Webb?s current managers believe, however, that the worst of the transition is over. ?No pain, no gain,? Mills said. ?Don?t just think it went from daffodils to roses. But we believe it significantly improved the level of service, and it?s nothing more than people having a little pride in ownership.?

Webb employees are still learning as they go, but increasing numbers of company employees are starting to understand the nuts and bolts of the ESOP, the managers agreed.

?To me, it?s a redistribution of wealth,? Mills said. ?It?s maintaining capitalism in a democracy. That?s unique. It?s kind of got a lofty ring to it. The question a lot of people have is: Does it work? For us, it does work, but it doesn?t happen overnight.?

The most fruitful success was that employees were empowered, Mills said. They know what the company is doing and why, and they have a means to effect change.

?It?s a lot less confrontational,? said Management Consultant Jima Rice, who worked with Webb on the ESOP conversion. ?Employees know the numbers, so they?re not surprised if things aren?t going well and some people need to be let go.?

Also, because employees have an ownership stake, they have a reason to work to improve business.

?We?re just starting to see it,? said Cliff Cunha, a Webb project manager and board of trustees member. ?We?re on the cusp of improving our services a lot because of this employee ownership.?

Research has, in fact, shown that giving employees a stake in their companies can help improve a company?s bottom line. What?s more, Webb Landscape is no longer federally taxable. The tax savings, in theory, supply the money that gives the trust?and employee ownership?added value.

Shares in the trust are allocated to employee accounts, and all employees over 18 who work more than 1,000 hours in a year participate in the plan. Allocations, in Webb?s case, are made on a formula of relative pay.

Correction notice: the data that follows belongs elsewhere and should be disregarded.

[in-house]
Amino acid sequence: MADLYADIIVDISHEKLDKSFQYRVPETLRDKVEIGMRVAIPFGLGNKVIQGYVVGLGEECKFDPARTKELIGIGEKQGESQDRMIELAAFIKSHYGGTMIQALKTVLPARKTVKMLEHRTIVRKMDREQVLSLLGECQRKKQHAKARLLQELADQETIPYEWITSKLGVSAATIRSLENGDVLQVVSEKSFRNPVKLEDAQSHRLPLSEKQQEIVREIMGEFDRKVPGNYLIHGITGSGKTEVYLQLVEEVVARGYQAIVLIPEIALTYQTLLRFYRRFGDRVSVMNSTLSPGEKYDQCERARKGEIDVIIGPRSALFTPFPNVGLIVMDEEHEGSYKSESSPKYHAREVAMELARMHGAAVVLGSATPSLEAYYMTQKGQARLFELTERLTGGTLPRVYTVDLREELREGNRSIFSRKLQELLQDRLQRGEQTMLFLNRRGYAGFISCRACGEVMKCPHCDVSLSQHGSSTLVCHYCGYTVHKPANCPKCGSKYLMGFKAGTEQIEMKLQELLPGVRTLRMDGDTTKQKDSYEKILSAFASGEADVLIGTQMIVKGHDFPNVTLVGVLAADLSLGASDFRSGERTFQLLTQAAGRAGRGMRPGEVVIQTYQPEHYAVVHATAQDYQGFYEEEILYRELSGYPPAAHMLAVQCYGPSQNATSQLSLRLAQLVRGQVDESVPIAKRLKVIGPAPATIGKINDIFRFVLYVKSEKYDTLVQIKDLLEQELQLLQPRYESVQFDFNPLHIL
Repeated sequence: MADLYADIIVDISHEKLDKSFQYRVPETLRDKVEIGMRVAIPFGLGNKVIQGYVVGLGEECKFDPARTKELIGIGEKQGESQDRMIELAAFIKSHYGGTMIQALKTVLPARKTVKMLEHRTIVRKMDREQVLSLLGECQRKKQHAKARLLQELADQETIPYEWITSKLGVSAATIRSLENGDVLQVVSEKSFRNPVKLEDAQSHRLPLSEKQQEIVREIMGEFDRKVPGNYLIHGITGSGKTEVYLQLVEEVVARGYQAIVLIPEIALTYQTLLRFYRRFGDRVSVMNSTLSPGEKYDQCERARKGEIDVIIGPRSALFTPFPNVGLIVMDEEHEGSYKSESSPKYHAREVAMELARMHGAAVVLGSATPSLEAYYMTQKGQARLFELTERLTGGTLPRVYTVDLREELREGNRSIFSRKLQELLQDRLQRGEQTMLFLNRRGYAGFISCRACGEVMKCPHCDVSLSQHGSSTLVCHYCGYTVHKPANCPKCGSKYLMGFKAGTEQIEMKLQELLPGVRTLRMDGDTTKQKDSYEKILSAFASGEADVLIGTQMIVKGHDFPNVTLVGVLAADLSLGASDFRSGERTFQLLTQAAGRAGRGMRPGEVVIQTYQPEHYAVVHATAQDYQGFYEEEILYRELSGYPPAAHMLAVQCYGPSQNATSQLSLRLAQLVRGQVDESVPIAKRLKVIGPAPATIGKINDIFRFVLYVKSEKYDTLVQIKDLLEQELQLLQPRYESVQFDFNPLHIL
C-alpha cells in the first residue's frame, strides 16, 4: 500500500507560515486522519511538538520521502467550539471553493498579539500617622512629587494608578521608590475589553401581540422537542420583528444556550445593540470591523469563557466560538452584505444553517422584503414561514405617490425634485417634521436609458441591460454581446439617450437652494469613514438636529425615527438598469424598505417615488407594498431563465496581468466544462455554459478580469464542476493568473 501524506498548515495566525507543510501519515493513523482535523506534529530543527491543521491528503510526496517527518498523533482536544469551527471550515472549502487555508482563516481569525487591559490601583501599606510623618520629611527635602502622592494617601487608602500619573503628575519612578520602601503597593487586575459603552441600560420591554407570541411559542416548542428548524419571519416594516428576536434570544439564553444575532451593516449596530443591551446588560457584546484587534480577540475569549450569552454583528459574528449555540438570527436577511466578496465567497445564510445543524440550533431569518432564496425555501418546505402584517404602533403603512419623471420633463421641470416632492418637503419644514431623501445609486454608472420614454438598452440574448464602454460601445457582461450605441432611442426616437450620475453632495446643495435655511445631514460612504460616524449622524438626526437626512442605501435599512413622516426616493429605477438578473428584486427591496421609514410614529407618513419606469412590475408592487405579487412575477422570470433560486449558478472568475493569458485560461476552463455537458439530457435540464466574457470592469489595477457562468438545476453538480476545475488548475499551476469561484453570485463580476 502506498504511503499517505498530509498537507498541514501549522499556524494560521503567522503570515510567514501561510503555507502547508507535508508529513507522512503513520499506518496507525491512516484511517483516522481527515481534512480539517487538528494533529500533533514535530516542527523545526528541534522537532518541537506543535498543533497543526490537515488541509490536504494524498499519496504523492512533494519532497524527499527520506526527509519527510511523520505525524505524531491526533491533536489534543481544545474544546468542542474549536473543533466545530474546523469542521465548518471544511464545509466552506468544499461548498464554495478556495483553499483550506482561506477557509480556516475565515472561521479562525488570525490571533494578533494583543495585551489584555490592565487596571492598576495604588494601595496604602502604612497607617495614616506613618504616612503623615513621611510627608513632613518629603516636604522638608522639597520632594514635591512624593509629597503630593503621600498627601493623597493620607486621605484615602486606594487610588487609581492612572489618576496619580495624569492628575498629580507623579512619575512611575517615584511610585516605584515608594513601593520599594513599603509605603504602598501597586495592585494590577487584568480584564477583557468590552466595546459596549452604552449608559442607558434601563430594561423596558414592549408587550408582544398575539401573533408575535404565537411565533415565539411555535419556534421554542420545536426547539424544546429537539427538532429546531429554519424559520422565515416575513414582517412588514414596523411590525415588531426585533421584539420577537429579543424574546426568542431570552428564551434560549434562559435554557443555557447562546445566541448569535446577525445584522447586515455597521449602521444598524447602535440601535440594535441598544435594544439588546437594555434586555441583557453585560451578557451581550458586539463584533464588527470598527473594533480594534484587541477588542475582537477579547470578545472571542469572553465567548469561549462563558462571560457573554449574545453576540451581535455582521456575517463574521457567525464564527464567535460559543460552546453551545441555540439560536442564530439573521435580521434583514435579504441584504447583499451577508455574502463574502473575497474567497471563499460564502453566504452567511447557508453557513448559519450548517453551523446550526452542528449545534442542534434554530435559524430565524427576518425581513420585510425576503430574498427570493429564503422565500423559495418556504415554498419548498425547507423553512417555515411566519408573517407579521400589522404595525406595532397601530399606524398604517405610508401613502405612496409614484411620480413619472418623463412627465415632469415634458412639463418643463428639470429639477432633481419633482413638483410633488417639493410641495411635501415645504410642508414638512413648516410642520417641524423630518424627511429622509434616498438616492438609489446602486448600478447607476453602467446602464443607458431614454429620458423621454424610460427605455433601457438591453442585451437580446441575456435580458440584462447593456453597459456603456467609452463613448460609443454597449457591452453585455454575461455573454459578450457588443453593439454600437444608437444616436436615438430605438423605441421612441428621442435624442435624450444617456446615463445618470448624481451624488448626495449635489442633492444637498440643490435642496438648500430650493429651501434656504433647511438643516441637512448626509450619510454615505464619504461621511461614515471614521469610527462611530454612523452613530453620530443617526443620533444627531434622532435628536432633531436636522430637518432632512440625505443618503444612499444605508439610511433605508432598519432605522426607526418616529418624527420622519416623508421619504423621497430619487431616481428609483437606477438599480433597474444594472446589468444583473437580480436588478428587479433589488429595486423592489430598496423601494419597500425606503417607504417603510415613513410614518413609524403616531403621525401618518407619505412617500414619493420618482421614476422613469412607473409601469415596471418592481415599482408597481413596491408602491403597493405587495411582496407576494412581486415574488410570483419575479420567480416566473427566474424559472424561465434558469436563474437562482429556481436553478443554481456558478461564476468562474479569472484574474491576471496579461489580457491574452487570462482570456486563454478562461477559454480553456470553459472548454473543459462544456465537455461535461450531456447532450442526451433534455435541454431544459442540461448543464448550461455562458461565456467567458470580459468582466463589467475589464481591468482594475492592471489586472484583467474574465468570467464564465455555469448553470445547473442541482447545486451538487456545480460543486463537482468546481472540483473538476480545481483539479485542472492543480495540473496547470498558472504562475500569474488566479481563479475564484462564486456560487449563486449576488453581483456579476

Where Webb Landscape went wrong was in failing to anticipate some of the problems, Mills said.

?There is no doubt in my mind that the ESOP saved this company from a potential huge failure,? Cunha said, pointing to the fact that Doug Webb can not run the business himself forever. ?For him, the way to success was to let it all go. I think Doug is a visionary.?

Webb Landscape started in 1972 as a one-lawnmower, one-pickup truck operation, but the company grew to more than 170 employees at peak season. It?s been scaled back in recent years and has about 130 employees.

The business was significantly expanded in 1980 with the addition of the Bellevue Nursery, located on Glendale Road, 2 miles south of Bellevue. A mere 8 acres in the beginning, the nursery now encompasses more than 30 acres of trees, shrubs and perennials, as well as three greenhouses and an extensive stock of stone and pavers.

?This sale is tremendously exciting for me, for my family and for Webb. The business has grown over the years through the inspired work and dedication of all Webb employees,? Webb wrote in a 2001 employee memo. ?It has a bright, long-term future ahead of it. I can think of nothing more satisfying than passing ownership to those who have made the business a great success.?